Rafman is Montreal-based, and Mainsqueeze plays as part of a program of Canadian work, alongside Jeremy Shaw’s Quickeners, which also, after a fashion, addresses what Web 2.0 hath wrought, but with a quite original sci-fi vintage tack. Quickeners sets its scene in a future where so-called Quantum Humans are all connected to a network called the Hive and have attained a sort of rational enlightenment. It is designed to appear as a documentary on an atavistic outbreak of illogical religious ecstasy in Area 23, “a deserted and derelict region once known in the late age of human civilization as the Americas,” per the public school–accent voice of an English narrator. This is imagined through repurposing footage from Peter Adair’s 1967 documentary on a snake-handling Pentecostal church in West Virginia, Holy Ghost People, cutting the dialogue into an indistinguishable garble that sounds like hillbilly patois, while providing subtitles that tell his original story.

I like Shaw’s film, which reconfirms prejudices about intractable American religiosity while seeming to celebrate it, although it fits within a certain tendency in contemporary art which deems only the most extreme varieties of religious experience as suitable for consideration. An interesting contrast is provided by a sidebar devoted to the work of eighty-nine-year-old Rolf Forsberg, a son of Chicago best known for the sponsored, or “industrial,” films that he made for various Christian organizations. The program is the same four-film selection that played the UCLA Film & Television Archive last year on the occasion of Forsberg’s Parable being selected for inclusion in the National Film Registry. Commissioned by the Protestant Council of the City of New York for the Protestant and Orthodox Center at the 1964 World’s Fair, the silent-save-for-music Parable tells the story of Christ through the misadventures of a sort-of Pierrot clown in a traveling circus. Forsberg is drawn to such high-concept premises: His Ark (1970), set in a thoroughly despoiled post–environmental apocalypse future, follows one man who has made it his life’s mission to re-create the before-the-fall world in a pond in a controlled greenhouse environment—a modern Noah, in a kind of Walden Terrarium. Before arriving at a genuinely paining climax, Ark offers a design for living in the physical world once all of humanity has been raptured into the cloud-life.

Nick Pinkerton

“Migrating Forms” is curated by Nellie Killian and Kevin McGarry and runs Wednesday, December 10–Thursday, December 18 at BAMcinématek in Brooklyn.

Robert Altman, 3 Women, 1977, 35 mm, color, sound, 124 minutes. Millie Lammoreaux and Pinky Rose (Shelley Duvall and Sissy Spacek).


DIRECTED BY ROBERT ALTMAN during the New Hollywood paragon’s most fertile decade, 3 Women (1977) stars two of the greatest, most emblematic actresses of 1970s American cinema: Shelley Duvall and Sissy Spacek. This shape-shifting movie, which explores self-delusion, intense attachment, and identity-merging, originated in a dream Altman had and proceeds with a particular oneiric logic. The film is rich in brilliant oddities and juxtapositions, never more so than when Duvall and Spacek are encompassed in the same frame.

3 Women looks back to Ingmar Bergman’s Persona (1966) and anticipates David Lynch’s Mulholland Drive (2001); all three movies revolve around a central female dyad, the dynamics of which are protean and radically altered by a destabilizing love. In Altman’s film, childlike Pinky (Spacek), a new arrival to Southern California, becomes utterly transfixed by Millie (Duvall), the garrulous woman who’s assigned to train her on the basics of hydrotherapy at the Desert Springs Rehabilitation and Geriatrics Center. These coworkers soon become roommates at the Purple Sage Apartments, Pinky dazzled by Millie’s professed sophisticated taste, largely shaped by McCall’s magazine. Willfully ignoring the fact that most people find her to be a nattering, desperate fool, Millie frequently upbraids her simple-minded, pigtailed devotee, whose dedication seems to grow only stronger with each rebuke. “You’re the most perfect person I ever met,” Pinky gushes to Millie, who, in between cigarette puffs, smiles wide and says, “Gee, thanks,” genuinely flattered that someone has echoed her own long-held self-assessment.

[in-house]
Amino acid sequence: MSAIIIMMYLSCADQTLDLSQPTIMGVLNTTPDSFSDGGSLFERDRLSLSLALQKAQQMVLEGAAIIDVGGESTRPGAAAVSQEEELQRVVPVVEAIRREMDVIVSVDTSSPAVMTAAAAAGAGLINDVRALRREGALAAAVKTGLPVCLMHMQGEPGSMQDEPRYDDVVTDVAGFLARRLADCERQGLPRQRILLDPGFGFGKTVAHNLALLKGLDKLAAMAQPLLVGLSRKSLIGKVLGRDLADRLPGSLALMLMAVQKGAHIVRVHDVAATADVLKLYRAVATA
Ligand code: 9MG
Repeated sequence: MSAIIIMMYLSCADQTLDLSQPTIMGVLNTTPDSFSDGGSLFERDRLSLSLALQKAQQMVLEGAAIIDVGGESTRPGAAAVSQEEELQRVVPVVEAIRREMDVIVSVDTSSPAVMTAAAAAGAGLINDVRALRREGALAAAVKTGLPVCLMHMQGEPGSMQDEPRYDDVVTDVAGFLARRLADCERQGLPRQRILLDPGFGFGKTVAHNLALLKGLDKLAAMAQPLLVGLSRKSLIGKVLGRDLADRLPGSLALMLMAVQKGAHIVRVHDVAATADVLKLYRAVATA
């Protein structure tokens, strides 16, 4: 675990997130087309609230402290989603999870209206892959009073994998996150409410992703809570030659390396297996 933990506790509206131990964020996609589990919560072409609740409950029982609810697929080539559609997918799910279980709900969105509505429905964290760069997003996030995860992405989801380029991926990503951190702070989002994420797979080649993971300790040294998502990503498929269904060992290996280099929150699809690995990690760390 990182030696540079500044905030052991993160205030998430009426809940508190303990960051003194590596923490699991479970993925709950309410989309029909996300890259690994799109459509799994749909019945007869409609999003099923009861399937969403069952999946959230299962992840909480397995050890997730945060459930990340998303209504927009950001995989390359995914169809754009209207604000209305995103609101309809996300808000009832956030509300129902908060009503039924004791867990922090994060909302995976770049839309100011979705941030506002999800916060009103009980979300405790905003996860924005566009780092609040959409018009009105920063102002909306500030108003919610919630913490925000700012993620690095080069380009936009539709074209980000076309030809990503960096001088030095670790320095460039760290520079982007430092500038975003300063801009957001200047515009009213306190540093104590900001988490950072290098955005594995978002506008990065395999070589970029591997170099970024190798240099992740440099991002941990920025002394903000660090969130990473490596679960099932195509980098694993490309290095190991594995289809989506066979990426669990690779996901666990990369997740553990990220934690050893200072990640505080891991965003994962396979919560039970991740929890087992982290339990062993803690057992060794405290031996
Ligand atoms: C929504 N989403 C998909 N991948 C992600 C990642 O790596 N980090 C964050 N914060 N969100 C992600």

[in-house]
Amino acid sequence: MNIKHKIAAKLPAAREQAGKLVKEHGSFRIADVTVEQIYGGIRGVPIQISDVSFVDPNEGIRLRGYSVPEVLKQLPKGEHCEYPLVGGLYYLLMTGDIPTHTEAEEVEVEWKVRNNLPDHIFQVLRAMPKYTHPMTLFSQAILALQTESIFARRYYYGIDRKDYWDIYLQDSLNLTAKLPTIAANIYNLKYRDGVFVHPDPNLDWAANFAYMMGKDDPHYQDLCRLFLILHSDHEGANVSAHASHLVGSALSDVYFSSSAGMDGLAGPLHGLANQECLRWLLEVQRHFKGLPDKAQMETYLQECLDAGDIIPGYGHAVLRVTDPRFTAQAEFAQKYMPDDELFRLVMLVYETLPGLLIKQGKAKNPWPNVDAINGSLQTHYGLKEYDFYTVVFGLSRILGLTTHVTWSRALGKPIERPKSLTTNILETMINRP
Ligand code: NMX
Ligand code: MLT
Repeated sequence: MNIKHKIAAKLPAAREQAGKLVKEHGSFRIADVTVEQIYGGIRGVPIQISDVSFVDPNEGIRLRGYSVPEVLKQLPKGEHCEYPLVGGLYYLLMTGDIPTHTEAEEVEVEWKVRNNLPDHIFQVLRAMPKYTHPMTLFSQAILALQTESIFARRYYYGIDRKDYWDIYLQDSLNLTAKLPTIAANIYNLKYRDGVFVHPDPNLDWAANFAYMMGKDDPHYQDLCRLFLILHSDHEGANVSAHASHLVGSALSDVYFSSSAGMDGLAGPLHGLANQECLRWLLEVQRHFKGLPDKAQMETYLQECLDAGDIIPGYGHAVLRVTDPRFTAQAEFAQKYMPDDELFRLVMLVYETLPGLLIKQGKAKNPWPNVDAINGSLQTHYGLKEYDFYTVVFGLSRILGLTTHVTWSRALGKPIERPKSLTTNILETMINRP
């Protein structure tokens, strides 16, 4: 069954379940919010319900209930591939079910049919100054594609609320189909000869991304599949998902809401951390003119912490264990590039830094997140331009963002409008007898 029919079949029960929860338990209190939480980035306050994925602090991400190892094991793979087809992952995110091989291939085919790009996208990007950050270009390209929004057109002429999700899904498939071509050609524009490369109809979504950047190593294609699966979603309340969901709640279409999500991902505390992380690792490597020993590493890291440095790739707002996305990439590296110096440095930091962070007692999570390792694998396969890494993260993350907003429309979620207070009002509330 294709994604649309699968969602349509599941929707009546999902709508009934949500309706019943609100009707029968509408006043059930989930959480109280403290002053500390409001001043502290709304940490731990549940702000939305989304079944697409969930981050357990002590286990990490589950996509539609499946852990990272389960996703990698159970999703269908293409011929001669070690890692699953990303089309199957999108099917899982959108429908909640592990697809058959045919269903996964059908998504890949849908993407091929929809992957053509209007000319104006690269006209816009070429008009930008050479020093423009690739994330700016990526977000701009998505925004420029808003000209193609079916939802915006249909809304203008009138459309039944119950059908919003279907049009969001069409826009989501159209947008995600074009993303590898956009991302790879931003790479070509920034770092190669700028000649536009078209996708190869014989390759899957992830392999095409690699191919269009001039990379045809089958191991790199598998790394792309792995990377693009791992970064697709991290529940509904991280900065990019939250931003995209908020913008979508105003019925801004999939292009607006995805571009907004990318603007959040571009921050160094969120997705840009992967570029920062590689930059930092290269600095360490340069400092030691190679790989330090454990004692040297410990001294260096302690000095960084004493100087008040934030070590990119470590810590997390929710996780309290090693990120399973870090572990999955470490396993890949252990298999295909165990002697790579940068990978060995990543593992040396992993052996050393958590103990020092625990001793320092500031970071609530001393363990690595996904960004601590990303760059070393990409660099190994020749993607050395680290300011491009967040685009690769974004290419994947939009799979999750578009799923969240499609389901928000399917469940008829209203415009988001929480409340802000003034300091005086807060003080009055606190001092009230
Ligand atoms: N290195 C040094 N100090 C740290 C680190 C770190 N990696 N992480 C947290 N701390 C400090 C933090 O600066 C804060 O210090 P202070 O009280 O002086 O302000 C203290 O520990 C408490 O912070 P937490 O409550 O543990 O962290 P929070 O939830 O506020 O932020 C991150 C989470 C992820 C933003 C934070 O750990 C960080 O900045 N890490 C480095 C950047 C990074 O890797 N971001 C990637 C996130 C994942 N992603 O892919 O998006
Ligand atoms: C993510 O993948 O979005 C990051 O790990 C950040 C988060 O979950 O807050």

After a near-deadly incident that occurs well into the film’s second half, the power balance between Pinky and Millie is inverted, the latter now the doting caretaker of the former, who expresses her gratitude through passive-aggressive outbursts and petty tyrannies—behavior clearly modeled on that of her one-time idol. The epilogue reveals an even more profound transformation of identities, with Pinky, Millie, and the third woman of the title, Willie (Janice Rule), a peripheral though ultimately crucial character who paints mystical, Boschian murals, settling into either a perverse family unit or a separatist desert herland commune—or both.

Or neither. “I just had the most wonderful dream,” Willie says in the movie’s closing minutes, suggesting that maybe everything that has transpired in 3 Women is limited to her midafternoon doze. However open to interpretation 3 Women may be, the film deepens in meaning when considering the facts of its production and its principals. The movie is the sixth of seven Duvall made with Altman, who cast her in her screen debut, 1970’s Brewster McCloud. (Their final project together, the 1980 musical flop Popeye, was released the same year as Stanley Kubrick’s The Shining, Duvall’s best-known vehicle.) The film marks Spacek’s only collaboration with the director (who died in 2006) and, most likely, her sole film with Duvall, who hasn’t appeared onscreen since 2002. Though the actresses possess unconventional beauty, they are physically dissimilar—yet Duvall/Millie and Spacek/Pinky make perfect doppelgängers. Both performers were born in 1949 in Texas, Duvall in Houston and Spacek in Quitman, cities that also serve as the respective hometowns of Millie and Pinky. Their Lone Star State drawls intact, the actresses are reminders of a very specific somewhere, the one immutable truth in a film abounding with fantasies.

Melissa Anderson

3 Women screens December 17 and 20 at the Museum of Modern Art as part of the series “Robert Altman,” which runs through January 17, 2015.